When I was about twelve, with a haircut I’d rather forget and a personality even more awkward than mine today, I could think of nothing cooler than being a rockstar. The fame, the success, the outlandish stunts in their social life; all this seemed impossibly amazing for a wide-eyed kid who could just about play a few songs on drums. My heroes were old-school and the antithesis of the bubblegum-pop that was popular at the time (and still is), from Kurt Cobain to John Bonham, they all had a reputation for rebelling against the norm.
Nowadays, though I might be a couple of inches taller and have ditched the bowl haircut, a part of me still loves hearing about the rebellious antics of the rockstars of years past. My favourite story is of Chad Smith, when he’d just joined the Red Hot Chilli Peppers and was still the quiet outsider of the group. He was found by his bandmates sat silently in his room, fully clothed, but hitting three naked girls with a spatula as they danced around him. However, that’s just the tip of the iceberg; Ozzy Osborne killed bats on stage, two members of Led Zeppelin supposedly pleasured a girl with a fish, and the Rolling Stones pretty much did everything.
The rebellion went beyond the simple disription of standard social etiquette. When politics and music mix, the result can either be a little bit embarrassing at times (*cough* Enter Shikari *cough*), or the eclectic voice of a movement. In 1964, Bob Dylan sang, “come Senators, Congressmen, please heed the call […] there’s a battle outside, and it’s ragin’”, just one of many lyrical criticisms of the US government’s war in Vietnam. Rage Against the Machine’s guitarist Tom Morello attended Harvard as a student of Social Sciences and remains a political activist. Notably, he wrote an incredibly eloquent open letter to Paul Ryan (Mitt Romney’s running mate) explaining, in detail, why Ryan should not and could not claim to like Rage Against the Machine’s music with his political views. Perhaps most importantly, let’s not forget punk; a genre that personifies rebellion and steps beyond music and into a lifestyle, with even lighter punk bands like Green Day writing songs that criticise the government.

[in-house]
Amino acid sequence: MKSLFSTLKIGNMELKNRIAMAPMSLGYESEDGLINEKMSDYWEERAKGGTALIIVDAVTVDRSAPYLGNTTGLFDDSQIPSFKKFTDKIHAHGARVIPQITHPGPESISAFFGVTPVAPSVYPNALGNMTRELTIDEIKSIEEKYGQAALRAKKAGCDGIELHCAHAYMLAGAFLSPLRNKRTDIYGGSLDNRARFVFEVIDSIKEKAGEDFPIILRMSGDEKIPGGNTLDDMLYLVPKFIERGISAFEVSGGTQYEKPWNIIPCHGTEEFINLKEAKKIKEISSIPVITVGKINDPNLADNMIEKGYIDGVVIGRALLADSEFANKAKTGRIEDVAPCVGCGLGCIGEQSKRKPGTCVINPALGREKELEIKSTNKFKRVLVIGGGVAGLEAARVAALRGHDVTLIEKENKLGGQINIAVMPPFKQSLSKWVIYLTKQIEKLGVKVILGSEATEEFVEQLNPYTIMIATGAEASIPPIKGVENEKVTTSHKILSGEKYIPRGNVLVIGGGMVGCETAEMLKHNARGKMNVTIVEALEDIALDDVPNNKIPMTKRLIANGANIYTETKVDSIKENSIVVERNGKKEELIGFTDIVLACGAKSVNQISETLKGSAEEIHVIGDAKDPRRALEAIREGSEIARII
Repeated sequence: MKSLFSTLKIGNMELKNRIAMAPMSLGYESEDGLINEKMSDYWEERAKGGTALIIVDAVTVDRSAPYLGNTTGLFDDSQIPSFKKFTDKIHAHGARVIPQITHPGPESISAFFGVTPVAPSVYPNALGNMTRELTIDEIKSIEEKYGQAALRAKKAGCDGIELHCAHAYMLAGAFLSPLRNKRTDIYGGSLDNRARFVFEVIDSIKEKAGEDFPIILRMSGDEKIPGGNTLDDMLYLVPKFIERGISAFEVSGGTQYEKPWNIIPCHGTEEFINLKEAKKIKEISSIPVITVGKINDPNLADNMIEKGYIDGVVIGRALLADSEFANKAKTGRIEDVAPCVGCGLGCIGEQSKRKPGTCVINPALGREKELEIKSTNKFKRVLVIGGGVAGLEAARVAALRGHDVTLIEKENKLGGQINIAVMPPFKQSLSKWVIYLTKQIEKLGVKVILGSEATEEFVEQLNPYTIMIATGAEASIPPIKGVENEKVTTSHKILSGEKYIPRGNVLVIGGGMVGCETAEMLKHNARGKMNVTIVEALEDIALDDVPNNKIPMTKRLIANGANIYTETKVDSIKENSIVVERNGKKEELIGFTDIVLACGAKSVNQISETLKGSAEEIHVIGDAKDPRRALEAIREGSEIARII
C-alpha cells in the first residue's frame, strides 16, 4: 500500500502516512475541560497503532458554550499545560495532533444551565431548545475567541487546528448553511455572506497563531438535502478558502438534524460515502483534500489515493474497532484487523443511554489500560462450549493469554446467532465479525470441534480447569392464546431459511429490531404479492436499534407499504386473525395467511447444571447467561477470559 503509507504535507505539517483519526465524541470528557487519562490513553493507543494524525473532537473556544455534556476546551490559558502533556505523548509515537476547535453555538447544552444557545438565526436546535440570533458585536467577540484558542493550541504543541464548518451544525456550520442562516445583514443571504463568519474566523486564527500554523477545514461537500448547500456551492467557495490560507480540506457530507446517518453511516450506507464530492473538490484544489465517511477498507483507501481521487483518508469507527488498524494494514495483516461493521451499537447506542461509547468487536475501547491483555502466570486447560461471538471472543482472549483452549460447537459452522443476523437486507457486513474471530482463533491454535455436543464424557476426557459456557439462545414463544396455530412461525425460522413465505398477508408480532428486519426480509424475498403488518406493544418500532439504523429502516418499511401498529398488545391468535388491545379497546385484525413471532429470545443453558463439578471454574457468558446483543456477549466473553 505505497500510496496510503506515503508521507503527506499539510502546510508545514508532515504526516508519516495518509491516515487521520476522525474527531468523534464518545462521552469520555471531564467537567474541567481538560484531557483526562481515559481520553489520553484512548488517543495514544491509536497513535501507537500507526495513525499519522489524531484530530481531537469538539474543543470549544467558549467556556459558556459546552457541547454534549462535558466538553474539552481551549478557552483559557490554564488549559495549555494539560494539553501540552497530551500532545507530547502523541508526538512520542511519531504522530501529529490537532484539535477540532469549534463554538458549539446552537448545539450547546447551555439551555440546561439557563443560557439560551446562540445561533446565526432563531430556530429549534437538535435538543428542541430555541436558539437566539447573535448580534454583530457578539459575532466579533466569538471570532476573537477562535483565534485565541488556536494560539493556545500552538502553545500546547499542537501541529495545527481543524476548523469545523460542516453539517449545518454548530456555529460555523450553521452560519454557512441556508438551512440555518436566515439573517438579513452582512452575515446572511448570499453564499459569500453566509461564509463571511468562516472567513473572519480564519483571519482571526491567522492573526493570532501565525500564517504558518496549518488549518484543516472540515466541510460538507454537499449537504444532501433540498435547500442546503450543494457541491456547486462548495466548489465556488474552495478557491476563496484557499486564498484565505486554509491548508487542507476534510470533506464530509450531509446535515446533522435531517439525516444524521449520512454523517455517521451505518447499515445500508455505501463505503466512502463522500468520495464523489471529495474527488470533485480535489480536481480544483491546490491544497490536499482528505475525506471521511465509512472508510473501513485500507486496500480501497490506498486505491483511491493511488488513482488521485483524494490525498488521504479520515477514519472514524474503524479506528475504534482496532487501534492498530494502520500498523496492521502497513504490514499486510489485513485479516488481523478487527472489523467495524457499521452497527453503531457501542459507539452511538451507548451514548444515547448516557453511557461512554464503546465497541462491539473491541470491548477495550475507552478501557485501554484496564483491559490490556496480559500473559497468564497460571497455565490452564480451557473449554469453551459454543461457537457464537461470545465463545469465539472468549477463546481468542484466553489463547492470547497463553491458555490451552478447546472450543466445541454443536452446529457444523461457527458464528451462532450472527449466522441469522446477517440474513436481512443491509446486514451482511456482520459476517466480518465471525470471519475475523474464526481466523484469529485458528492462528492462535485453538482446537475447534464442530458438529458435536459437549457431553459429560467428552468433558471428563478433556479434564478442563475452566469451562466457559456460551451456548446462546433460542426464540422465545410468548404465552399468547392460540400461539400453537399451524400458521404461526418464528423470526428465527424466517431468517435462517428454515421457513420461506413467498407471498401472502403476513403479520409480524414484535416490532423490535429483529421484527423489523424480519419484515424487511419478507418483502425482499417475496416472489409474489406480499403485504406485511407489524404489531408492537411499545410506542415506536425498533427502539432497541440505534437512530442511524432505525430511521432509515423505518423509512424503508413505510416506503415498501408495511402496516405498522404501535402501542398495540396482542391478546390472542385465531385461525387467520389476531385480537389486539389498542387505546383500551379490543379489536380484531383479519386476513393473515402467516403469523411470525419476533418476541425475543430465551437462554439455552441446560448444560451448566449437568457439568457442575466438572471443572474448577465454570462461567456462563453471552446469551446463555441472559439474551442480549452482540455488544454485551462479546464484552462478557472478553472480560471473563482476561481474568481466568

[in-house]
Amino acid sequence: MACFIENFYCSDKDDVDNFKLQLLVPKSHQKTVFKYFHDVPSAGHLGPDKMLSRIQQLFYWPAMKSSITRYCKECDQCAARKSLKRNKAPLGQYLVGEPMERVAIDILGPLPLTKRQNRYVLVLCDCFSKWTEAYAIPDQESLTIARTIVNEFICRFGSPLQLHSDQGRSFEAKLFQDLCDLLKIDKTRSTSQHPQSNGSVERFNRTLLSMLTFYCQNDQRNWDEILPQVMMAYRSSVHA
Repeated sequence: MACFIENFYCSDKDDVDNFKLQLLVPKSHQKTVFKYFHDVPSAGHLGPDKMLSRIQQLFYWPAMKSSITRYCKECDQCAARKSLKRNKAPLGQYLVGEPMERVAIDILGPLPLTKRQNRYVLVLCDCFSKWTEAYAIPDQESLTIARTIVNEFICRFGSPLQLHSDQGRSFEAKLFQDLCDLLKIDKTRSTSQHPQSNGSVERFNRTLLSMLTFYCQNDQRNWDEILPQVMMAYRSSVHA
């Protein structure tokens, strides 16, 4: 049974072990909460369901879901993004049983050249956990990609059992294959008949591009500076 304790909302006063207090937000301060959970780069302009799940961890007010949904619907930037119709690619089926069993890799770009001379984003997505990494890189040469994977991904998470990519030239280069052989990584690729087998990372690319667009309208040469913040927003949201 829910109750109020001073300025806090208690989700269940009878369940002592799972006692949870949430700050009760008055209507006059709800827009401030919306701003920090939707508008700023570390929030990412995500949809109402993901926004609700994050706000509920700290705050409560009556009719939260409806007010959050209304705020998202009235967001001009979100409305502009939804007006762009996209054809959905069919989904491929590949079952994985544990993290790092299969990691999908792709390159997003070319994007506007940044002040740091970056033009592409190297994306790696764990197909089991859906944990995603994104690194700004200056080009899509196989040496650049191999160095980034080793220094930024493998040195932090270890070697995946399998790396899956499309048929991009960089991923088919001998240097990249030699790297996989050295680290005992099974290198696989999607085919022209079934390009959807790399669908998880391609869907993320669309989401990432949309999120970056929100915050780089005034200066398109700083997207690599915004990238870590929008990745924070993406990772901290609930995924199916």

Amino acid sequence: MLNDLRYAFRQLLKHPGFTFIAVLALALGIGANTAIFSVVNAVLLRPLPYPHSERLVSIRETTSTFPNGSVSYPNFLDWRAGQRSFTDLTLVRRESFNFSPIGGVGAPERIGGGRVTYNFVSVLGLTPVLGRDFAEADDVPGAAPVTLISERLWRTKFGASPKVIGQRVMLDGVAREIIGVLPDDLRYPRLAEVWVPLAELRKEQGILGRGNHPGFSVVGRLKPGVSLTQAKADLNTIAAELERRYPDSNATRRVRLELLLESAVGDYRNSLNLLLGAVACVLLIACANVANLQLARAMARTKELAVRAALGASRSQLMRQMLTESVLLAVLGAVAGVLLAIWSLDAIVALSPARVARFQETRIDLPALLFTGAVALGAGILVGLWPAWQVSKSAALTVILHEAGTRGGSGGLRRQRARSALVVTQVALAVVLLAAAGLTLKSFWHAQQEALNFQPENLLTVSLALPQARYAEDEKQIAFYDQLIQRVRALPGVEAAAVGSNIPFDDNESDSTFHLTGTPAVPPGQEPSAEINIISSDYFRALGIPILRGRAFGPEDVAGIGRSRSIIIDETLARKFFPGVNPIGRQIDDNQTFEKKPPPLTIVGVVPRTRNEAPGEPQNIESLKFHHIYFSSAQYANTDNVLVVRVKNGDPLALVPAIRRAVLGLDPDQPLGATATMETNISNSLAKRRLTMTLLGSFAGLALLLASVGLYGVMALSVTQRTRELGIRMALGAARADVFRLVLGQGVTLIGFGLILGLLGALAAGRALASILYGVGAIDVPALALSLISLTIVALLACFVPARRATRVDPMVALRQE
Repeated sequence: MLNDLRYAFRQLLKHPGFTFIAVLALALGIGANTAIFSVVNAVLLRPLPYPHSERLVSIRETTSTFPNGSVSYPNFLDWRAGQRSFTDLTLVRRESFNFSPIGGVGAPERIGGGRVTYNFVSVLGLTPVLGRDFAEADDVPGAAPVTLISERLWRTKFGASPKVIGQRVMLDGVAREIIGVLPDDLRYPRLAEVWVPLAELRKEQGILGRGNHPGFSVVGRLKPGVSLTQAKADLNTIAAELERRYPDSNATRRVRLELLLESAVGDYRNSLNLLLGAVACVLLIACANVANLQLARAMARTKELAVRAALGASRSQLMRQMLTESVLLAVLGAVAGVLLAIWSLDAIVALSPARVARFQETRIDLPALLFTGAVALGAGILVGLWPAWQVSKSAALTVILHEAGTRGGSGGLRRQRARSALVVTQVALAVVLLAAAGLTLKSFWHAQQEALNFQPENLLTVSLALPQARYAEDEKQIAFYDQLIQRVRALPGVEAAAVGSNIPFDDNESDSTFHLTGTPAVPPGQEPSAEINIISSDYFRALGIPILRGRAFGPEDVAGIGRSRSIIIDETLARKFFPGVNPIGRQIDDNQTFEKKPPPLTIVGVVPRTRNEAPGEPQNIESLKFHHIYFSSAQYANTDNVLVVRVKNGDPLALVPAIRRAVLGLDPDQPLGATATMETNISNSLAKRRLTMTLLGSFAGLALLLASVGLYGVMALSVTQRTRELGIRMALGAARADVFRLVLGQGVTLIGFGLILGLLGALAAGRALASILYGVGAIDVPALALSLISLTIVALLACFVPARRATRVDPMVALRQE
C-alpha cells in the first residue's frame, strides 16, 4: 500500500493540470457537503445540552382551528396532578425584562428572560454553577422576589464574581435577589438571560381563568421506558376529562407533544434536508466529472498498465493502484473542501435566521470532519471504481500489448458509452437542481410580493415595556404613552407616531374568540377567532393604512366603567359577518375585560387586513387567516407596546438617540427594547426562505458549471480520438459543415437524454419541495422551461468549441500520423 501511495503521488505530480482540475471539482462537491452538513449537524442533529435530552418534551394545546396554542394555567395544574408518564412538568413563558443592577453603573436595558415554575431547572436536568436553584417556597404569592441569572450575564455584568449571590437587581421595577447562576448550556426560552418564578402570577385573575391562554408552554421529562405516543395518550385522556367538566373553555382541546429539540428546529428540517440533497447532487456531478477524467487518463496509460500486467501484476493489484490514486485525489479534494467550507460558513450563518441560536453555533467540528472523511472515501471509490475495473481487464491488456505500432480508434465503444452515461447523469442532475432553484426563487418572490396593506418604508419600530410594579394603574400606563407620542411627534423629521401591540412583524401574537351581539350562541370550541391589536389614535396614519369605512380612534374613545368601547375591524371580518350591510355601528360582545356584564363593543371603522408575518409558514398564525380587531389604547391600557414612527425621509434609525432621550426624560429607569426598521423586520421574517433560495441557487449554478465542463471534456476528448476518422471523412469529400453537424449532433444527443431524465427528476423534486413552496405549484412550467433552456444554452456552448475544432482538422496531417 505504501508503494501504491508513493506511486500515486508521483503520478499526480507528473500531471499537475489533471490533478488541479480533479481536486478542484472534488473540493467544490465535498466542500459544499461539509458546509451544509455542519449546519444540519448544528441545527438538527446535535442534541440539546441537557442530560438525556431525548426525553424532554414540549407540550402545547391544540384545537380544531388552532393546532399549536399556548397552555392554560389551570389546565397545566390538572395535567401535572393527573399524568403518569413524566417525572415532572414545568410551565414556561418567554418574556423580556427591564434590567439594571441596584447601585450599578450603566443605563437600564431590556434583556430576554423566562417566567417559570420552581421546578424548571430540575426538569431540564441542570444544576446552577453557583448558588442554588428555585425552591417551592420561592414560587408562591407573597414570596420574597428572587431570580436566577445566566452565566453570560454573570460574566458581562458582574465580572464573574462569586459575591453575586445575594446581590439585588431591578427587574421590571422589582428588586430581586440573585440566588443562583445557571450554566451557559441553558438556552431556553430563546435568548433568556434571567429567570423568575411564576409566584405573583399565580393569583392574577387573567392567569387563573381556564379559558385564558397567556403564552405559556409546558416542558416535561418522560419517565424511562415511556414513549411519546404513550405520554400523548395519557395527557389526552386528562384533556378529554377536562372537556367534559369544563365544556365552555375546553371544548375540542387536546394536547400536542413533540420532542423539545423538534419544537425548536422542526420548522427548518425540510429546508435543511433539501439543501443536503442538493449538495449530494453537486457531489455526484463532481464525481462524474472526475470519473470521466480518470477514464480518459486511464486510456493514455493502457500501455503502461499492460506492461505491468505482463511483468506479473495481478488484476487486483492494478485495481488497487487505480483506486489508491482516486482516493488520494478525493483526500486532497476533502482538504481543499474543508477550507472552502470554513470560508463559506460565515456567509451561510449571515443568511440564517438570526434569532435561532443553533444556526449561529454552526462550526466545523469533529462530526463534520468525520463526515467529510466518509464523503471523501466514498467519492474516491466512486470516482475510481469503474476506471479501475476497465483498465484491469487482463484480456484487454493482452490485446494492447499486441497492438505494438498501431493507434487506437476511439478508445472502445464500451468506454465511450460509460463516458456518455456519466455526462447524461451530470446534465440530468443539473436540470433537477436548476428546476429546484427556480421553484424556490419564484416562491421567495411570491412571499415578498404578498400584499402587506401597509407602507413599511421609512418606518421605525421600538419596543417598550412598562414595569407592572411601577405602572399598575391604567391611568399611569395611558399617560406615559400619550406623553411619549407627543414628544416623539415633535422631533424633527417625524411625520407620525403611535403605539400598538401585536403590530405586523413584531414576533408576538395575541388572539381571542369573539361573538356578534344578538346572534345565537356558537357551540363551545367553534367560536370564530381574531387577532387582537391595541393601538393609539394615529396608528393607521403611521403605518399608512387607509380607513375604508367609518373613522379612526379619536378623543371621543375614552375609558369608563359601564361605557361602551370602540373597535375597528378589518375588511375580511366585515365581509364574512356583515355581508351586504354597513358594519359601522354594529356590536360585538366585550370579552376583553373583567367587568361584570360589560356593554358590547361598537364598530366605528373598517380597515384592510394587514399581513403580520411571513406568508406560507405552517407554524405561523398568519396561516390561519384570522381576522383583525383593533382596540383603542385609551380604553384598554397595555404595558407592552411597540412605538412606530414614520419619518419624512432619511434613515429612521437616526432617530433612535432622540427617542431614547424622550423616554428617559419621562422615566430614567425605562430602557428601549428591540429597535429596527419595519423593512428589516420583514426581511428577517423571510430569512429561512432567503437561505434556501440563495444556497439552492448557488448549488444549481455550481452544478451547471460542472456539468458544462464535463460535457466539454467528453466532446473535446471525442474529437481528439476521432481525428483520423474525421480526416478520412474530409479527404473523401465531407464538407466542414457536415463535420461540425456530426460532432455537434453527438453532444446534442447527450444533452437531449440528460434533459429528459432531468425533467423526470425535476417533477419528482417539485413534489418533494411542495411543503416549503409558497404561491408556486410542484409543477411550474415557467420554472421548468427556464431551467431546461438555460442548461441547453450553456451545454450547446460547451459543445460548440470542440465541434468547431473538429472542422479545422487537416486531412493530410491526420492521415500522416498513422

However, in contemporary times, music and rebellion just don’t seem to go hand in hand in the same way. I mean, sure, Kayne West goes on a strange rant every so often. Occasionally, we watch the deteriorating mental health of celebrities like it’s a spectator sport. Justin Bieber pissed in a bucket. But much of the sheer lunacy of musicians’ stunts have simply disappeared from our day-to-day awareness of artists; either they don’t happen anymore, or they’re covered up exceptionally well. It’s getting harder and harder to think of a modern-day rockstar who does the same kind of weird nonsense as those in decades past, and this makes my inner twelve year old a little sad; it was always comforting to know that you could be both completely bizarre and successful. Is it because we’ve simply seen it all with rebellious musicians? Is there simply less to rebel against? Or is it because we have come to expect our celebrities to be more of a cookie-cutter role model figure?
Maybe there’s less of a need to have musicians who embody a rage against conformity, because conformity nowadays may not be all that bad. After all, little things like having brightly dyed hair and a sleeve of tattoos are hardly symbols of rebellion anymore; they’ve become fairly commonplace. You could certainly make the case that our society has moved to the most accepting and open point it’s even seen; sexism, racism and general awfulness certainly still exist, but they’re arguably on the decline. I, however, don’t know that I buy it. I still see enough Facebook statuses, pissed off pub arguments and dubious Daily Mail articles to convince me that people aren’t entirely happy with the swing of things.
Perhaps part of it is due to the sad, but inevitable, darker side of rebellion. It’s harder to mock bands like White Lies, who largely don’t take any intoxicating substances whatsoever, when you think of all the beautiful people we’ve lost to their struggles with addiction; Hendrix, Cobain, the list is frighteningly long. After all, the ridiculous drug-addled stories you hear are only fun when nobody gets hurt. When you consider the potential personal consequences of rebelling against the norm, things become a little more solemn. Naturally, this depends on the individual artist in question; plenty have survived the rock and roll lifestyle without coming close to the brink of death or destruction. But, when you think about the number who haven’t been so lucky, perhaps we can’t blame modern day musicians for wanting to choose a different path.